25 Feb 2013
Sustaining Caterpillar Fungus, Cordyceps (Ophiocordyceps sinensis) for Mountain Life: A study of Ecology, Economics and Ethnobiology of Cordyceps in the Himalayas
Tragedy to Triumph: Understanding the Role of Community Institutions for Sustainable Management of Chinese Caterpillar Fungus
This study aims to model and map the potential habitat of caterpillar fungus. It will project the potential impacts of future climate change on the distribution of the species.
Our recent study supported by RSGs showed that along with soaring market value of caterpillar fungus (Ophiocordyceps sinensis) at international market, the number of harvesters and intensity of the harvest have been increasing at local level. Local harvesters of Dolpa, Nepal perceived a significant decline in natural population of caterpillar fungus; the average per capita harvest dropped by around half between 2006 and 2010. Although I have documented the natural history and ecology of caterpillar fungus, determined microclimatic conditions of the caterpillar fungus habitat, assessed harvesting and trading patterns and quantified the contribution of caterpillar fungus to household economy; the finer scale potential distribution of this species is yet unknown.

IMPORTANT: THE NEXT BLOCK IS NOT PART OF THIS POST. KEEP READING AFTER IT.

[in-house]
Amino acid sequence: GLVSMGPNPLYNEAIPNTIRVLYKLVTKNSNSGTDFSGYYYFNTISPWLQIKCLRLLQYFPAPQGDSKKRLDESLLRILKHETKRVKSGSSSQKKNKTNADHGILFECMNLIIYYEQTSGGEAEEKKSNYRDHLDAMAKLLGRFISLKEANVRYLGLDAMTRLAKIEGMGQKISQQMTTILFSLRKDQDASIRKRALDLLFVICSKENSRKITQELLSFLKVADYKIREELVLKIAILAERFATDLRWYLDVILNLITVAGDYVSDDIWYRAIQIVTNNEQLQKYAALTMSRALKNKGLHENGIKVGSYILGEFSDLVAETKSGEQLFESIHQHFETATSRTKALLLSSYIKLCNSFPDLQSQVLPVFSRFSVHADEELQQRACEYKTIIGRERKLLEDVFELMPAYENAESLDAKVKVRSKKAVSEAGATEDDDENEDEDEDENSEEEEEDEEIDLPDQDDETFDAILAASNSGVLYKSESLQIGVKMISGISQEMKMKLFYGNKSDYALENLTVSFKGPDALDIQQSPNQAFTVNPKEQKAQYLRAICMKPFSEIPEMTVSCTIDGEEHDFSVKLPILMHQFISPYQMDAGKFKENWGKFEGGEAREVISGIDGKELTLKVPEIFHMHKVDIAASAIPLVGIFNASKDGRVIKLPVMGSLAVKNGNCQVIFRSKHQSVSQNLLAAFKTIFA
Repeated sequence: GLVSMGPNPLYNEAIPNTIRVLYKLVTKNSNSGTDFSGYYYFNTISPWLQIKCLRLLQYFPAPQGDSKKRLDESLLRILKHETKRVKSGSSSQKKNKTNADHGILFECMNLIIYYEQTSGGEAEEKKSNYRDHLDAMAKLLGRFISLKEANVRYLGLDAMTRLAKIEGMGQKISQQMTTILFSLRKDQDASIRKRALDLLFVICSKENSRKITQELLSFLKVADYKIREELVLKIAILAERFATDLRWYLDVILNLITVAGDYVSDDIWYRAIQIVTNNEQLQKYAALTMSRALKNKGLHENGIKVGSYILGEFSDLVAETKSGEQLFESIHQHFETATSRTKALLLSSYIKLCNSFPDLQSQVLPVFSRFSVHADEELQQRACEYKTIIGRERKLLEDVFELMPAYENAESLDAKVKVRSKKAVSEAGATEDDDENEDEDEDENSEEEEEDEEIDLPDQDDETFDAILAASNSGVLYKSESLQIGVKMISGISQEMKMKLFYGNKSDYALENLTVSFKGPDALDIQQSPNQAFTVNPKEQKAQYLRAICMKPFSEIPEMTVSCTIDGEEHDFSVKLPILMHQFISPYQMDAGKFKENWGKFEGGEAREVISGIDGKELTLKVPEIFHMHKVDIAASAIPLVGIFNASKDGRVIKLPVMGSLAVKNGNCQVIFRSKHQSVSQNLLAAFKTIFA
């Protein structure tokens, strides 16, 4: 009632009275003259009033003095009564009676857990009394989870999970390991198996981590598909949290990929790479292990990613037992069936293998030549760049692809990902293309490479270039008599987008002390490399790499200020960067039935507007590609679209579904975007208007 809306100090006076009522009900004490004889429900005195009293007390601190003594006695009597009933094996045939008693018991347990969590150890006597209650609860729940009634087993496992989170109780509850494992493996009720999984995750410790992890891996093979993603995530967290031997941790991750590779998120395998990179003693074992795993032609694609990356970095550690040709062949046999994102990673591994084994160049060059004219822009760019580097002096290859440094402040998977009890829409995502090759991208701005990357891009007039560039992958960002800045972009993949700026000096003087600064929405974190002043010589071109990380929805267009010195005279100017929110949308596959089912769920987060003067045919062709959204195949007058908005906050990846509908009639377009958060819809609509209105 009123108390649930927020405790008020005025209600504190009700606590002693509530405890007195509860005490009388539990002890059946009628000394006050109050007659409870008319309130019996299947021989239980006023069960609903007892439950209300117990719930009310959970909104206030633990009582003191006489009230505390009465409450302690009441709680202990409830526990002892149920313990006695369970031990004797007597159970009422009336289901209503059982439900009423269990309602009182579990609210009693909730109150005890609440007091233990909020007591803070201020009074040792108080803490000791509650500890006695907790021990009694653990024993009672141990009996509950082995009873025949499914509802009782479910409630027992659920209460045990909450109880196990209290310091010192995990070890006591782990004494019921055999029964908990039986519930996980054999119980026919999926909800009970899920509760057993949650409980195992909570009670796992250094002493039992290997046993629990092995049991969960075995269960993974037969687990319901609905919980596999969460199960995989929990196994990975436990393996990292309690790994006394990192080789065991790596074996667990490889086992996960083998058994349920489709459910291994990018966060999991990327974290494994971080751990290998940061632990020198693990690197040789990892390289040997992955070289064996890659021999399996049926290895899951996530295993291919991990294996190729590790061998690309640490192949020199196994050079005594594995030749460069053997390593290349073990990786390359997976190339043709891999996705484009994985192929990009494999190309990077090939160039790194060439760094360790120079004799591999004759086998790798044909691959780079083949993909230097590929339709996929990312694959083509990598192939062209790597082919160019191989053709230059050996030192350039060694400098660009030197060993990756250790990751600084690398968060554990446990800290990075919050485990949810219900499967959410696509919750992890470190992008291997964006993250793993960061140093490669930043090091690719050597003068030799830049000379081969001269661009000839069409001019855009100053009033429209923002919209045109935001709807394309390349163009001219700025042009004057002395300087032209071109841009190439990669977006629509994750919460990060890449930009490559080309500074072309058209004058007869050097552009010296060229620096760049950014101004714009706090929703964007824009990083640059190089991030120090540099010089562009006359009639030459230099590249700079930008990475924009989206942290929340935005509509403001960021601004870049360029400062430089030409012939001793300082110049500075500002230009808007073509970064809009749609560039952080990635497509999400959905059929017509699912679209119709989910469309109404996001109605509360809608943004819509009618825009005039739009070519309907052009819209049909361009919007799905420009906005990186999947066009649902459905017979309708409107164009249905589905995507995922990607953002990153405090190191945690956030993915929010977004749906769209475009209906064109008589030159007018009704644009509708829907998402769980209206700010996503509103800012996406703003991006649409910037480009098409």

Using the innovative technologies (Global positioning system technology, Geographic Information Systems, Remote Sensing) and statistical methods (Generalized linear model, General additive model, Multivariate statistics), geographical distribution of the potential habitat of a species can be modelled and mapped at landscape level. Such distribution maps generated with the help of environmental variables and geographic locations of the species provide robust and reliable predictions of species geographic and ecological distribution which are critical for conservation planning. Furthermore, species distribution modelling can be or has been used to project potential impacts of future climate change on species distribution.
The proposed research will establish a link between bioclimatic factors and the occurrence of caterpillar fungus, produce a finer scale distribution map of caterpillar fungus habitat in Nepal, determine the gaps and representativeness of caterpillar fungus habitat in current protected area system of Nepal, project the potential impacts of future climate change on the distribution of caterpillar fungus. Besides species distribution modelling, this study will continue the socio-economic survey, ecological study, and observation of governance regimes in other new study areas in order to generate and enrich multidisciplinary knowledge for meaningful conservation intervention and sustainable management of caterpillar fungus.